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Why Bother With a Middle Name?

What is the sense or reason for the middle name?
- Curious

You ask a good fundamental question, Curious. The basic purpose of a name is to identify an individual. But most of us use first names as our personal identities, and our last names to identify family relationships. Why do we insert a spare name that we may not use at all? Do middle names fulfill some major need in the human psyche that given and family names don’t? Why yes, of course. And no, not at all.

Multiple given names first arose for the aristocracy in the British Isles in the sixteenth century. The practice didn’t catch-on for everyday citizens on either side of the Atlantic until the middle of the nineteenth century—late enough that most of the early American presidents, men like George Washington, Thomas Jefferson, and John Adams, had no middle names.

Even today, while most American children receive a middle name (or sometimes several) from their parents, a significant number do not. The birth certificate form provides space to include one, but middle names are not legally necessary in the United States.

So if middle names are not required and rarely used in daily life, why do people bother? In some cases, middle names can perform clear functions. Families with common surnames rely on them to help distinguish their children at school or on legal forms. Middle names can also serve religious roles, such as linking the child to a saint as a role model for a godly life.

For other families, the middle name is a chance to honor personal connections. Some use the middle name slot to pass on a family surname, or pay homage a relative or personal hero. Others use it to reflect their children’s cultural heritage. For instance, American families of Chinese ancestry may choose an English first name and a Chinese middle name for a child.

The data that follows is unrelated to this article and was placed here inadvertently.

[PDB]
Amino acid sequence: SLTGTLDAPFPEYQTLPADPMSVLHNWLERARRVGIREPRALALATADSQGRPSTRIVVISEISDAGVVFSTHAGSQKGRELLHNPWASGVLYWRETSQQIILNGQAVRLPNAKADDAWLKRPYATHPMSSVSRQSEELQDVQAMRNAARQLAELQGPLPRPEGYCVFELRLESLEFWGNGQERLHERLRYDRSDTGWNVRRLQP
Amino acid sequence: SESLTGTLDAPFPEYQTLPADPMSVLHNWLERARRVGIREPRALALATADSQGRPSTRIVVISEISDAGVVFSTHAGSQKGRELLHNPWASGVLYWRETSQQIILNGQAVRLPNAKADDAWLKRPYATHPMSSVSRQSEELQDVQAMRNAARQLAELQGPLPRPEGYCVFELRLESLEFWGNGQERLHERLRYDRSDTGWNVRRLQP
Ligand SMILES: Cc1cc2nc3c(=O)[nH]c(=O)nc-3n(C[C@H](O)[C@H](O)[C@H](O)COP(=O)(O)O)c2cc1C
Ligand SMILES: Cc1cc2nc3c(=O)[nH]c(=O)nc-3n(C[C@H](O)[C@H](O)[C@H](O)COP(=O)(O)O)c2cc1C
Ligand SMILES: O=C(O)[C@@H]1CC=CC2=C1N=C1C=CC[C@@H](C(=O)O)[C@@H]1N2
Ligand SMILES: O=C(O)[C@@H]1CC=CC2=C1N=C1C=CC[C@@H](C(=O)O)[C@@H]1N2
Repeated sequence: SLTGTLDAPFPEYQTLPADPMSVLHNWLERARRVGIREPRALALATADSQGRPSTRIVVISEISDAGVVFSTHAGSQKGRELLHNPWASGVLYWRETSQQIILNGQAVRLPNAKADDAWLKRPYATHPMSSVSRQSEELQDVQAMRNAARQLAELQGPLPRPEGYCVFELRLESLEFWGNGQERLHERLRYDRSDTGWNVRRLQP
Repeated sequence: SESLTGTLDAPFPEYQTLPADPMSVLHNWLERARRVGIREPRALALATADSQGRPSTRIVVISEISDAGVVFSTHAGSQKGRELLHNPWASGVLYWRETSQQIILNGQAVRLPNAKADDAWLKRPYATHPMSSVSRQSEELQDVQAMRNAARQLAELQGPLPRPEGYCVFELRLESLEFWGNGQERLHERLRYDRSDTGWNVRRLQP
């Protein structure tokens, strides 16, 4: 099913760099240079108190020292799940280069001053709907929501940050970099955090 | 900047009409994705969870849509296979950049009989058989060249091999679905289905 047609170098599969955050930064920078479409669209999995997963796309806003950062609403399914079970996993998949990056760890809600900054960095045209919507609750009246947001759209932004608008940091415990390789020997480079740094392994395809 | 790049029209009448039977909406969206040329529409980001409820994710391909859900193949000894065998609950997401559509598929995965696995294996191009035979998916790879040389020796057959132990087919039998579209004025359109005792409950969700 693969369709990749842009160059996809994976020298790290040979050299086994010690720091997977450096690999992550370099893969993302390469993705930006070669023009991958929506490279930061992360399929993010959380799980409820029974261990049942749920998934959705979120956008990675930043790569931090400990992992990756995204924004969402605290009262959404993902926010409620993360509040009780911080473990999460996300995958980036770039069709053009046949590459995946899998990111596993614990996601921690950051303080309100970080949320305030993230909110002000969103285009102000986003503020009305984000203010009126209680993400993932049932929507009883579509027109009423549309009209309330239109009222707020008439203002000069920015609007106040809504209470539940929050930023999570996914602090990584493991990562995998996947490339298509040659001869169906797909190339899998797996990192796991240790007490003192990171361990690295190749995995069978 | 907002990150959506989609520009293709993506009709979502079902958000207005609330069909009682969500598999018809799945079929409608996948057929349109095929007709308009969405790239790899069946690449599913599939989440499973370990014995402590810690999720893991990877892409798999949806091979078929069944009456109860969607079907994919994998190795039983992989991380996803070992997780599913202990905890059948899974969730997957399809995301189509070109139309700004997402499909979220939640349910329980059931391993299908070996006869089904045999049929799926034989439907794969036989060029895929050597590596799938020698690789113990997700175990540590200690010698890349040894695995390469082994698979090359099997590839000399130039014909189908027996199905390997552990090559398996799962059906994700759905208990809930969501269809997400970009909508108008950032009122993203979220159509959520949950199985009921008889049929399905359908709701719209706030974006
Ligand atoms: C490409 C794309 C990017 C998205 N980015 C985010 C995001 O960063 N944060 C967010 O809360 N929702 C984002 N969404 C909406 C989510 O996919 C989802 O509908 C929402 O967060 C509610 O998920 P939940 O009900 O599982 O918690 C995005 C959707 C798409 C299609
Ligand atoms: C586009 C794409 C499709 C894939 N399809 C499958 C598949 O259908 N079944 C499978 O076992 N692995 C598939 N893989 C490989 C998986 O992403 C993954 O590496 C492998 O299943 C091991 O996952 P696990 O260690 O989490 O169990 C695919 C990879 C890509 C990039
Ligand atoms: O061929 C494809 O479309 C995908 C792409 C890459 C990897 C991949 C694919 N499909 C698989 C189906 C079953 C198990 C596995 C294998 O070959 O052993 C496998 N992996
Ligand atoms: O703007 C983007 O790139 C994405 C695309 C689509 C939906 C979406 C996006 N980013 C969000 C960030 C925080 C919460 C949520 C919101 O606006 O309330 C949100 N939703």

And then there’s simply style. A middle name can make the full composition sound elegant for formal occasions. It can be a place to play, to experiment with a more daring and unconventional choice than you’d choose for a first name, or send a kind of secret message to your child. And some parents just love names and don’t want to stop at only one!

In other words, middle names serve all of the many, many roles that names in general serve, except identification. If you don’t value any of those roles, you can skip the middle name altogether…but don’t expect your child to thank you for it. Necessary or not, middle names have become so standard in the United States that kids without them can feel slighted. Consider it a cost-free indulgence.

Comments

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March 11, 2013 6:22 PM
By Sabrina (not verified)